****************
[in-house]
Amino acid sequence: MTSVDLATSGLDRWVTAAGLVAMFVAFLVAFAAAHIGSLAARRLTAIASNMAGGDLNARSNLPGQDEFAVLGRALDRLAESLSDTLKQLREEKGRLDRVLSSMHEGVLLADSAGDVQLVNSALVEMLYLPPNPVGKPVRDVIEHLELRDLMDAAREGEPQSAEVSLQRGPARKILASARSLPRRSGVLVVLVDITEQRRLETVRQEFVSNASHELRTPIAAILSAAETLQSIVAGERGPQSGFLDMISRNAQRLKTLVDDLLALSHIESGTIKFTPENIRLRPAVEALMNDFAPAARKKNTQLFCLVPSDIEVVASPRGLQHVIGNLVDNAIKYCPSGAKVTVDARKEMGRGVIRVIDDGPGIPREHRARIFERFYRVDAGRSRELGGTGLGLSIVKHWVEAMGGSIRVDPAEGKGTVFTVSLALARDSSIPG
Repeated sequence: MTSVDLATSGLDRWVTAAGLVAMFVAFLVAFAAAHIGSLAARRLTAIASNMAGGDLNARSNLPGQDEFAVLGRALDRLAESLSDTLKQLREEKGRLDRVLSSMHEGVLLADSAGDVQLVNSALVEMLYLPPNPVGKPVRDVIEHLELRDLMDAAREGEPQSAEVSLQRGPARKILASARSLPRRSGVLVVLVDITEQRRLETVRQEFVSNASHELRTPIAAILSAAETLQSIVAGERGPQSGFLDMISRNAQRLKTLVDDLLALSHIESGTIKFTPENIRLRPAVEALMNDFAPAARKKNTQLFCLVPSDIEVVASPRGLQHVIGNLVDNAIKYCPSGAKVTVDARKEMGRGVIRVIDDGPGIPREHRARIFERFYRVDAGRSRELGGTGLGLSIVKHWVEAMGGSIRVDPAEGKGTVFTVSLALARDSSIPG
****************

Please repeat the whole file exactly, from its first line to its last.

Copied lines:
[in-house]
Amino acid sequence: MTSVDLATSGLDRWVTAAGLVAMFVAFLVAFAAAHIGSLAARRLTAIASNMAGGDLNARSNLPGQDEFAVLGRALDRLAESLSDTLKQLREEKGRLDRVLSSMHEGVLLADSAGDVQLVNSALVEMLYLPPNPVGKPVRDVIEHLELRDLMDAAREGEPQSAEVSLQRGPARKILASARSLPRRSGVLVVLVDITEQRRLETVRQEFVSNASHELRTPIAAILSAAETLQSIVAGERGPQSGFLDMISRNAQRLKTLVDDLLALSHIESGTIKFTPENIRLRPAVEALMNDFAPAARKKNTQLFCLVPSDIEVVASPRGLQHVIGNLVDNAIKYCPSGAKVTVDARKEMGRGVIRVIDDGPGIPREHRARIFERFYRVDAGRSRELGGTGLGLSIVKHWVEAMGGSIRVDPAEGKGTVFTVSLALARDSSIPG
Repeated sequence: MTSVDLATSGLDRWVTAAGLVAMFVAFLVAFAAAHIGSLAARRLTAIASNMAGGDLNARSNLPGQDEFAVLGRALDRLAESLSDTLKQLREEKGRLDRVLSSMHEGVLLADSAGDVQLVNSALVEMLYLPPNPVGKPVRDVIEHLELRDLMDAAREGEPQSAEVSLQRGPARKILASARSLPRRSGVLVVLVDITEQRRLETVRQEFVSNASHELRTPIAAILSAAETLQSIVAGERGPQSGFLDMISRNAQRLKTLVDDLLALSHIESGTIKFTPENIRLRPAVEALMNDFAPAARKKNTQLFCLVPSDIEVVASPRGLQHVIGNLVDNAIKYCPSGAKVTVDARKEMGRGVIRVIDDGPGIPREHRARIFERFYRVDAGRSRELGGTGLGLSIVKHWVEAMGGSIRVDPAEGKGTVFTVSLALARDSSIPG